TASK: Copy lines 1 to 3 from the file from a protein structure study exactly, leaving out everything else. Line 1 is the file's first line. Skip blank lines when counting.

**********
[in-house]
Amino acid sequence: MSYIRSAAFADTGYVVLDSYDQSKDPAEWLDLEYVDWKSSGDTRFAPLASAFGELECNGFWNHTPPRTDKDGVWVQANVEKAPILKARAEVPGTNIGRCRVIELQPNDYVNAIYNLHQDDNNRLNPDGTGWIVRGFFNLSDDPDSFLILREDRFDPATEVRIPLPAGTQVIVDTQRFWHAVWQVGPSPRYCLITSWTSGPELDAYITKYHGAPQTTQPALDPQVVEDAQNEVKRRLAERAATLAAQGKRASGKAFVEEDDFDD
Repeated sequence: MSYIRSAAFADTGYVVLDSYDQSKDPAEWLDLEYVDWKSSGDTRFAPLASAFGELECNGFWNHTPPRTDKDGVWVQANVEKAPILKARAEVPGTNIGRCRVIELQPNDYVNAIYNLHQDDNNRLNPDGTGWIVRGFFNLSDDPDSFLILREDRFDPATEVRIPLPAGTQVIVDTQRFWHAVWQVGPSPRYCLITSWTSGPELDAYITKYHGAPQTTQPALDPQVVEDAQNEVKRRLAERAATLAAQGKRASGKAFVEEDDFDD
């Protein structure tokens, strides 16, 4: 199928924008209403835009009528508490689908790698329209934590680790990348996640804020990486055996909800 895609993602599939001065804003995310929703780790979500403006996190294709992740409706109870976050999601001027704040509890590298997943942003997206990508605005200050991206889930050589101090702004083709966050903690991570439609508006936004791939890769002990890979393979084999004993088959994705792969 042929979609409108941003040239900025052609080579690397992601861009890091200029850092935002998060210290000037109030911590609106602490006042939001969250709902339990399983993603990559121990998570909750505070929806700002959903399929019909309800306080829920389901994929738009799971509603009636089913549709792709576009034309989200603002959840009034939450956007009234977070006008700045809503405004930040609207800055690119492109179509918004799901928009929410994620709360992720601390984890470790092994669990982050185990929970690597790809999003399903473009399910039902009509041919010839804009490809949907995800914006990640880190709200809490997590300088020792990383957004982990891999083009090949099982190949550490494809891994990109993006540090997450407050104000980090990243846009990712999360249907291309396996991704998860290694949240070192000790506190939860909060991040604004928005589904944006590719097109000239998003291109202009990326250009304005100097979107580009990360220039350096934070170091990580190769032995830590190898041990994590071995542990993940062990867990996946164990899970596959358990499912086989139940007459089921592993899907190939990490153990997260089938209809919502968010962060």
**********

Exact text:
[in-house]
Amino acid sequence: MSYIRSAAFADTGYVVLDSYDQSKDPAEWLDLEYVDWKSSGDTRFAPLASAFGELECNGFWNHTPPRTDKDGVWVQANVEKAPILKARAEVPGTNIGRCRVIELQPNDYVNAIYNLHQDDNNRLNPDGTGWIVRGFFNLSDDPDSFLILREDRFDPATEVRIPLPAGTQVIVDTQRFWHAVWQVGPSPRYCLITSWTSGPELDAYITKYHGAPQTTQPALDPQVVEDAQNEVKRRLAERAATLAAQGKRASGKAFVEEDDFDD
Repeated sequence: MSYIRSAAFADTGYVVLDSYDQSKDPAEWLDLEYVDWKSSGDTRFAPLASAFGELECNGFWNHTPPRTDKDGVWVQANVEKAPILKARAEVPGTNIGRCRVIELQPNDYVNAIYNLHQDDNNRLNPDGTGWIVRGFFNLSDDPDSFLILREDRFDPATEVRIPLPAGTQVIVDTQRFWHAVWQVGPSPRYCLITSWTSGPELDAYITKYHGAPQTTQPALDPQVVEDAQNEVKRRLAERAATLAAQGKRASGKAFVEEDDFDD